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Applying for life insurance? Get the best health rating possible

February 9, 2022 Article 2 min read
Christopher Harper Wealth Management Ronda Davis
Life insurance premiums can add up over the years, but getting a good health rating can lower the costs. Insight into the application process is critical. Our experts explain and share tips.

A woman sitting on the edge of her bed with a cat nearby.Life insurance premiums can add up over the years. Of course, you want those premiums to be as low as possible, but you’re at the mercy of the life insurance company. What few know is the health ratings that insurance companies assign to you to determine your premium can vary from company to company. For example, one company may be more lenient for those with diabetes, while another may be better for those who’ve had certain types of cancer. How do you choose the life insurance company that will view your health situation most favorably? Consider the following approach.

What few know is the health ratings that insurance companies assign to you to determine your premium can vary from company to company.

Understanding the formal life insurance application process

When applying for life insurance, insurance companies require you to complete, sign, and submit a formal application. The application asks for the insured’s personal identifying information such as date of birth, Social Security number, and other related data. The application also asks medical and lifestyle questions that enable the insurance company to assess the individual through a process referred to as underwriting. Ultimately, the insurance company will determine a health rating for your life insurance policy.

Completing and submitting a formal application can be optimal if the insured is in good health, under age 60, and applying for less than $5,000,000 of death benefit.

Understanding the informal life insurance application process

But what if the insured doesn’t fit that profile? What if the individual isn’t in good health, is over age 60, or is applying for more than $5,000,000 of death benefit? In this situation, starting with an “informal application” can be advantageous.

Informal underwriting can be especially helpful when the insured has health impairments, participates in higher risk avocational activities such as piloting an airplane or scuba diving, or there’s simply a lot of uncertainty about how someone might be assessed from an underwriting perspective.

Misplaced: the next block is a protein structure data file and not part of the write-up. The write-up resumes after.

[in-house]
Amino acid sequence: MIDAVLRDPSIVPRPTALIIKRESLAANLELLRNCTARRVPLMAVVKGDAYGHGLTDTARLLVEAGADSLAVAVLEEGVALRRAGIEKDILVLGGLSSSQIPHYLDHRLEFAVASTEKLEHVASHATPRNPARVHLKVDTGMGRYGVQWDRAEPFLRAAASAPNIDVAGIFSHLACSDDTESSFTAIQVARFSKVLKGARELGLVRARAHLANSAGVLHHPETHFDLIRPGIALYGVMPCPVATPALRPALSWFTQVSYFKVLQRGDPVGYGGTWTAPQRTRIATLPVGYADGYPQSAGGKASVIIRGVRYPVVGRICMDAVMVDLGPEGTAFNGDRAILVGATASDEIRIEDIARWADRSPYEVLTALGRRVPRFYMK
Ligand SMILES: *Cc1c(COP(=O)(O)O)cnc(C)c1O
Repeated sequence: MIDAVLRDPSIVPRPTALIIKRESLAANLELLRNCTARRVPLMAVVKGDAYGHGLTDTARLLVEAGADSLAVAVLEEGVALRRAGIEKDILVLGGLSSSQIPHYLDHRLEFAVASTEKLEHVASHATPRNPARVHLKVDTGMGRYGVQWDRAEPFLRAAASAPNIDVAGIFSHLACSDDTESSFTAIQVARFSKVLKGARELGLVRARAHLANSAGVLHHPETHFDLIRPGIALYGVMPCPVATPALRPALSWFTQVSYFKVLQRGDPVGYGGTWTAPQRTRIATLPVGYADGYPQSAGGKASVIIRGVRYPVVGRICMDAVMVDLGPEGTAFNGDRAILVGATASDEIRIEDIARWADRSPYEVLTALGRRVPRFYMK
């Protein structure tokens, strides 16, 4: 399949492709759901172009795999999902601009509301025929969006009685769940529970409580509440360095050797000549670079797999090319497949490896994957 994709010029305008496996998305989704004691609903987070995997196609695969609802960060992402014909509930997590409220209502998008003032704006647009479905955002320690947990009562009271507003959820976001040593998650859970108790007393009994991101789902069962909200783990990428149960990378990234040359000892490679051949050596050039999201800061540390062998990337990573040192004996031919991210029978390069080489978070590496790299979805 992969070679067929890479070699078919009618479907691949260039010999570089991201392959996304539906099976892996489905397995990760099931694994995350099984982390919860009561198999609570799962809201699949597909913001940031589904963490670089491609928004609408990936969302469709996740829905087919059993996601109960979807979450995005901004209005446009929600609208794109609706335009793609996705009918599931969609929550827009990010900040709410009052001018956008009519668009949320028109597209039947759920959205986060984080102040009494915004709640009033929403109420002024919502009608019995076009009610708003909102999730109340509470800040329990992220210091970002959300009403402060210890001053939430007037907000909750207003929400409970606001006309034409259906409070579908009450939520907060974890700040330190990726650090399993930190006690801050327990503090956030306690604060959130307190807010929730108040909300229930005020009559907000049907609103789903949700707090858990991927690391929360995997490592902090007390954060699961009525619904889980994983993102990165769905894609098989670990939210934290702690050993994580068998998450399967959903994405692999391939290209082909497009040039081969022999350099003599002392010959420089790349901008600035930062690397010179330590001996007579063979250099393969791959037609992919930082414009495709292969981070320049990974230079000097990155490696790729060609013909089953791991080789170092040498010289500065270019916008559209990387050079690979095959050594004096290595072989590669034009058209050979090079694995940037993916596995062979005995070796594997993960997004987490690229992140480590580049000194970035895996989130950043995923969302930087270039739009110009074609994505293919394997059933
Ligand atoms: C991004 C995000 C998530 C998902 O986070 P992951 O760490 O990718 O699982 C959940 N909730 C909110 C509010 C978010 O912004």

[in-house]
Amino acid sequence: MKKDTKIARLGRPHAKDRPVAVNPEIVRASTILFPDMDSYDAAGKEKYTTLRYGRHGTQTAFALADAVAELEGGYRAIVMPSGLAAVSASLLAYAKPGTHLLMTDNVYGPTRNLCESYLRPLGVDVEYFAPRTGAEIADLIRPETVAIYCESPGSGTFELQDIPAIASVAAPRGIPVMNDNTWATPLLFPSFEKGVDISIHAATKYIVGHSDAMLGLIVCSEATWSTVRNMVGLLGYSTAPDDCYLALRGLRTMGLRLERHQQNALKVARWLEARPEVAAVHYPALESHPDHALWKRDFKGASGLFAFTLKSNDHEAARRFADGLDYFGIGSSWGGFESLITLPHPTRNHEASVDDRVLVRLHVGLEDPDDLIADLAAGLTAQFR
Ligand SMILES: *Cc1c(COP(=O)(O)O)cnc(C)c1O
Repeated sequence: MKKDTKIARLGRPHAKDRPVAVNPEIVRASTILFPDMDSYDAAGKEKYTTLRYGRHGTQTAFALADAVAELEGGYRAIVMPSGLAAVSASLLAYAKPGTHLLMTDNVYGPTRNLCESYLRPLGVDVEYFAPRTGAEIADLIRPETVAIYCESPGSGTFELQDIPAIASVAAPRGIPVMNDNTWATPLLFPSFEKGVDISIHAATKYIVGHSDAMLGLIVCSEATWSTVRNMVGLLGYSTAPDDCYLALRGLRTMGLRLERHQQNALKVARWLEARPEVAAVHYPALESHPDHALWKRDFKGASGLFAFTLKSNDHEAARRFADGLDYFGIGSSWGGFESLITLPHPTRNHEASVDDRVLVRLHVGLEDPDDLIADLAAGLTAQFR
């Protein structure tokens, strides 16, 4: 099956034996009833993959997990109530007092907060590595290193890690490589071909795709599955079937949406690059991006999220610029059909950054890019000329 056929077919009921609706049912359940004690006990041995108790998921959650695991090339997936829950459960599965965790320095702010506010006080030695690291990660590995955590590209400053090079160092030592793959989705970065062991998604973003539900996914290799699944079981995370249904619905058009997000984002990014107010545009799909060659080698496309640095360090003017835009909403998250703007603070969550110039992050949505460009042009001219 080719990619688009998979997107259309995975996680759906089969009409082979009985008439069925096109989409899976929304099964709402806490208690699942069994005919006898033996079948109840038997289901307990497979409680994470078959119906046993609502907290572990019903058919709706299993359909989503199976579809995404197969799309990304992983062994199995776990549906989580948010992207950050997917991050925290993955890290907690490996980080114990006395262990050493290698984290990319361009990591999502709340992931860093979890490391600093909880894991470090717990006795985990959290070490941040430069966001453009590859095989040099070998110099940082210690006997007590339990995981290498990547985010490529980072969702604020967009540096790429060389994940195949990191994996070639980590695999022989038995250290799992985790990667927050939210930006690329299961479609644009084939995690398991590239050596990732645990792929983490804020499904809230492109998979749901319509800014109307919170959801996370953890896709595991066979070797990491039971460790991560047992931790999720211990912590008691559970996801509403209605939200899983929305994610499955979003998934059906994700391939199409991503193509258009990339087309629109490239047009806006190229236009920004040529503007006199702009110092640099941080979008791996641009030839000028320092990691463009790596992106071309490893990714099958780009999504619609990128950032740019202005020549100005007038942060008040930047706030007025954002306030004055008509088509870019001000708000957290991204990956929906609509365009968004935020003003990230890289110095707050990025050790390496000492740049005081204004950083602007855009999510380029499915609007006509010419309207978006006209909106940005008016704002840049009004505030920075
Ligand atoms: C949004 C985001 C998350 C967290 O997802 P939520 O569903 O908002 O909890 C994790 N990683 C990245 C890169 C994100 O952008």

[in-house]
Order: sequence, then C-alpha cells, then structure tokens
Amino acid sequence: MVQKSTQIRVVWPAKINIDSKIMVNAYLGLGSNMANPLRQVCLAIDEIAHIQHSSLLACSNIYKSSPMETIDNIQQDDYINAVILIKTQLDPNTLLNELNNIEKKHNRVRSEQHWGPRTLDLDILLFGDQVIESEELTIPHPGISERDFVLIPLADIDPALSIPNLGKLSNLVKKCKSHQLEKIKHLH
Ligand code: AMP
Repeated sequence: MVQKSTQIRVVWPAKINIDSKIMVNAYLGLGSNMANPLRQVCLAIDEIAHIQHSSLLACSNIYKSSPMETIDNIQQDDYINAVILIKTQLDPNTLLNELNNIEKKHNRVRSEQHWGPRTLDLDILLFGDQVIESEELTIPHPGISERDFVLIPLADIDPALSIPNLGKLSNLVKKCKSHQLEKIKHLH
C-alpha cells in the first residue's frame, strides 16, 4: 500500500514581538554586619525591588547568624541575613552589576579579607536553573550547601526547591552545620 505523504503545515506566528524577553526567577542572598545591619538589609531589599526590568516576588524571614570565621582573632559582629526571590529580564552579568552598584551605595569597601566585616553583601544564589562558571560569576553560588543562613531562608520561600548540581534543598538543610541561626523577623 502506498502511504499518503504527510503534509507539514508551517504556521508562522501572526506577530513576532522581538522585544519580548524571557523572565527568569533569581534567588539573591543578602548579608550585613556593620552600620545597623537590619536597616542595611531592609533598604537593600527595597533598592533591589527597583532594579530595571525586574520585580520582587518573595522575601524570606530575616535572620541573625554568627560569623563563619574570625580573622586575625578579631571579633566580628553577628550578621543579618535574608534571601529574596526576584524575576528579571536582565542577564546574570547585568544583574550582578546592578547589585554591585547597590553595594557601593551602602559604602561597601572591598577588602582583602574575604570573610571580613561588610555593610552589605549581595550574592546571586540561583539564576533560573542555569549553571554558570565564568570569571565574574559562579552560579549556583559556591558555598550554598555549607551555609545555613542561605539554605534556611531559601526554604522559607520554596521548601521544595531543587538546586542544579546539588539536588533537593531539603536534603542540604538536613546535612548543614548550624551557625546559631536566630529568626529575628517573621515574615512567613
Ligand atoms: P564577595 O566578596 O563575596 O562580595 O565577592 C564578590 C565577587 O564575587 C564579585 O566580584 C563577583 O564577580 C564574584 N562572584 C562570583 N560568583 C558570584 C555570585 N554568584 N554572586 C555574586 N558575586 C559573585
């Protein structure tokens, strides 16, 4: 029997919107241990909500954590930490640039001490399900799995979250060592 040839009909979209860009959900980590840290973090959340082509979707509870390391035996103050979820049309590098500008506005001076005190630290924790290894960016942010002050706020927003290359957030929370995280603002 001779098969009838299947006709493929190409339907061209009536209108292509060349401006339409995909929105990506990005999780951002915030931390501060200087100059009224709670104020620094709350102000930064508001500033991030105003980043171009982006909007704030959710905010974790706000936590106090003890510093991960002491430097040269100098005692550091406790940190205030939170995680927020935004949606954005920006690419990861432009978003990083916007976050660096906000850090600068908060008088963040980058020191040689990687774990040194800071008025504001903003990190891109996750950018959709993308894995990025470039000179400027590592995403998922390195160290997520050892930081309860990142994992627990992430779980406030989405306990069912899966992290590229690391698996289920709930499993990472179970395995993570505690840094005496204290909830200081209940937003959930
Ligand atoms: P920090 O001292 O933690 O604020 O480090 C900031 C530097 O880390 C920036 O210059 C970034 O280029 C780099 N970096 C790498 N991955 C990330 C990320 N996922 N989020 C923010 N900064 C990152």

An informal application, sometimes known as a trial application, is not company-specific. It’s a general application that also asks personal identifying information, in addition to medical and lifestyle questions. A trial application for life insurance is just as comprehensive as a formal application, including inquiries about hazardous avocations, foreign travel, and driving history.

The benefits of a trial application

The trial application also includes an authorization that permits the insurance agency to send the insured’s information to several insurance companies simultaneously. This gives the companies the opportunity to review the case and offer preliminary, or tentative, health ratings. From there, the insurance agent can negotiate among those companies to improve the rating and minimize the final life insurance premium.

Once the tentative health ratings are known and negotiations are complete, the insured can formally apply to the company or companies with the best offer to purchase the desired life insurance policy.     

Have questions about life insurance? Feel free to give us a call.

The material contained in the article is for informational purpose only and is not intended to provide specific advice or recommendations for any individual nor does it take into account the particular investment objectives, financial situation, or needs of individual investors. This is being provided solely as an incidental service to our business as (insurance professionals, financial planner, investment advisor, securities broker.)

Securities are offered through Valmark Securities, Inc. member FINRA and SIPC, an unaffiliated securities broker-dealer.

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